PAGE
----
AI helps scientists track icebergs by analyzing radar data

Researchers are using machine learning to analyze satellite radar data to detect icebergs in the Southern Ocean around Antarctica as a way to better understand their life cycle and environmental impact.

Icebergs may seem like something exotic and far away, but, as anyone who’s seen Titanic can tell you, they can dramatically impact us when we least expect it. Only last week, the world’s largest iceberg, called A23a, which is over twice as big as Greater London, broke free from the seabed after being stranded for almost three decades and is floating north in the Antarctic Ocean. Meanwhile, many thousands of smaller bergs are constantly calving away from the Antarctic ice shelf and floating out to sea.

The effect of all these bergs is not just to act as a hazard to shipping. As they melt over decades, they release cold fresh water and nutrients that can alter the local ecology as well as the complex dynamics of ocean circulation, the break up of sea ice, and even global sea levels.

The problem is that all these chunks of ice bobbing about like in a gigantic mint julep are so numerous and move in such a chaotic fashion that it’s hard to identify them, much less track them. To help with this, a team of scientists funded by the Alan Turing Institute have been using Synthetic Aperture Radar (SAR) from ESA’s Sentinel-1 satellites, which can scan icebergs night and day in any weather.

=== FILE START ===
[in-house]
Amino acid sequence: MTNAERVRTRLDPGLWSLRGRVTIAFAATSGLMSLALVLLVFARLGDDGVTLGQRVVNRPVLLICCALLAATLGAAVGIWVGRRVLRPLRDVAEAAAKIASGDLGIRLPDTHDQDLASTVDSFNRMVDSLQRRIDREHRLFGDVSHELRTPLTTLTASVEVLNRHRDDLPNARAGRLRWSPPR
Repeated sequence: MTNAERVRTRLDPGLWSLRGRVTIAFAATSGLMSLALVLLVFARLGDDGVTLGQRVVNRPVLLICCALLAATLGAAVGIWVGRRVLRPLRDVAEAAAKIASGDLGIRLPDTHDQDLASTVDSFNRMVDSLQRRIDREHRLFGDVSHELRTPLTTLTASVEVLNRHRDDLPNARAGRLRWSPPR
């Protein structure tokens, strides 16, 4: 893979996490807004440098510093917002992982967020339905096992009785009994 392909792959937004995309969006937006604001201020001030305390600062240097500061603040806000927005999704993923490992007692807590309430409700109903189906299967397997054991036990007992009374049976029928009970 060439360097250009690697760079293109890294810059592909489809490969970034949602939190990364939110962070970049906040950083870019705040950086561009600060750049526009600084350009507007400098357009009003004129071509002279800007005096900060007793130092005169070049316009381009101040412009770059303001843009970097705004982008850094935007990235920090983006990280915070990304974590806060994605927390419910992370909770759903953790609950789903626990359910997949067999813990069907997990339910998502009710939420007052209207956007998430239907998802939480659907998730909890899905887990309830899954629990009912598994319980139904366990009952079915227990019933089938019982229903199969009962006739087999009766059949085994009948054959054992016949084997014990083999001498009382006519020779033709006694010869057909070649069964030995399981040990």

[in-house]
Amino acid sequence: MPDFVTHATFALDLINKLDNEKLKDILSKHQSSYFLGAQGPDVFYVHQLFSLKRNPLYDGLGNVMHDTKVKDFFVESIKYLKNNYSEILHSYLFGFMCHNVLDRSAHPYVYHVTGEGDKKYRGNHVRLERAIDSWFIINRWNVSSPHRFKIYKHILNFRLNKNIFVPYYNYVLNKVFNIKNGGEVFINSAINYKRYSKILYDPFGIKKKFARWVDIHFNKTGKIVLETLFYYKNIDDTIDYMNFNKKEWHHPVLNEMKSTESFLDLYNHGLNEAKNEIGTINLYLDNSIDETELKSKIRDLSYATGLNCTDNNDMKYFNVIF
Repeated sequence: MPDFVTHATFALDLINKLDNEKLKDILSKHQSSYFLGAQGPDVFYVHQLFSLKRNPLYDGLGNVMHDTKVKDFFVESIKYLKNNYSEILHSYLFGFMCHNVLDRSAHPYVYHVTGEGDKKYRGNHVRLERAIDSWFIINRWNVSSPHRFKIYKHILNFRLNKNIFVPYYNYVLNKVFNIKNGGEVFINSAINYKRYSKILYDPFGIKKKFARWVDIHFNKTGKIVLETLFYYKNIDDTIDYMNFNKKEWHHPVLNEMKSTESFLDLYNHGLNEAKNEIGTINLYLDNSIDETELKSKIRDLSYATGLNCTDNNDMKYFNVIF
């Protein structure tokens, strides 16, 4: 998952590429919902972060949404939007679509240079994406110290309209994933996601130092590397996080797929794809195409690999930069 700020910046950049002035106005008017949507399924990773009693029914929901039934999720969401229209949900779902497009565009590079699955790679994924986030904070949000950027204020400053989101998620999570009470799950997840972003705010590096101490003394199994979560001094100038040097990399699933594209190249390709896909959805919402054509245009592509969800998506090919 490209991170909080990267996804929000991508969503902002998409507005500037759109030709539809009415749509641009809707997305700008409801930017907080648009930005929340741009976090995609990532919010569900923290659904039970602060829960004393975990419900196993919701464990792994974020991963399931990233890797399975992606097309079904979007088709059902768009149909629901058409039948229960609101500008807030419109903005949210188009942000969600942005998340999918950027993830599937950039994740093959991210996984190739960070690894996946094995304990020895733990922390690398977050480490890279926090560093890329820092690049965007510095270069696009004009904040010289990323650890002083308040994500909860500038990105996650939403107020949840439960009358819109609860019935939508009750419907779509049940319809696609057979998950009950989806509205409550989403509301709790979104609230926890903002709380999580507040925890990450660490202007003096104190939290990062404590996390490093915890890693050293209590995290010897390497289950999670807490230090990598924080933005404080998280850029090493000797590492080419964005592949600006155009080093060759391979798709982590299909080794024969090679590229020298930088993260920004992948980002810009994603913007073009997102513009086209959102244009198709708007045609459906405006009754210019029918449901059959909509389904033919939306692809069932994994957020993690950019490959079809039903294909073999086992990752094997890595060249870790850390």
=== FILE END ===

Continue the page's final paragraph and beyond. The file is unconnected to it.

The radar data isn’t new, but what is is using an unsupervised AI algorithm to analyze readings gathered from October 2019 to September 2020, which identified almost 30,000 bergs measuring about 1 km² (0.4 miles²) or less in the Amundsen Sea Embayment in West Antarctica at the calving front of Thwaites Glacier.

The hope is that by accurately detecting and tracking icebergs, it will be possible to develop a digital twin of the Antarctic sea that will lead to a better understanding of the complex physics of how the ocean, ice, and atmosphere interact with one another.

“The technology we used to develop this tool is already used quite commonly for medical imaging and so we are excited to apply the same technology to the complex features seen in SAR satellite images of the polar oceans,” said Ben Evans of the British Antarctic Survey (BAS) AI Lab. “The method we used is as accurate as the other alternative iceberg-detection methods, and outperforms most, without the need for human input. This means it can be easily scaled up beyond our study area and even provide near real-time monitoring.”

The study is published in Remote Sensing of the Environment.

Source: BAS

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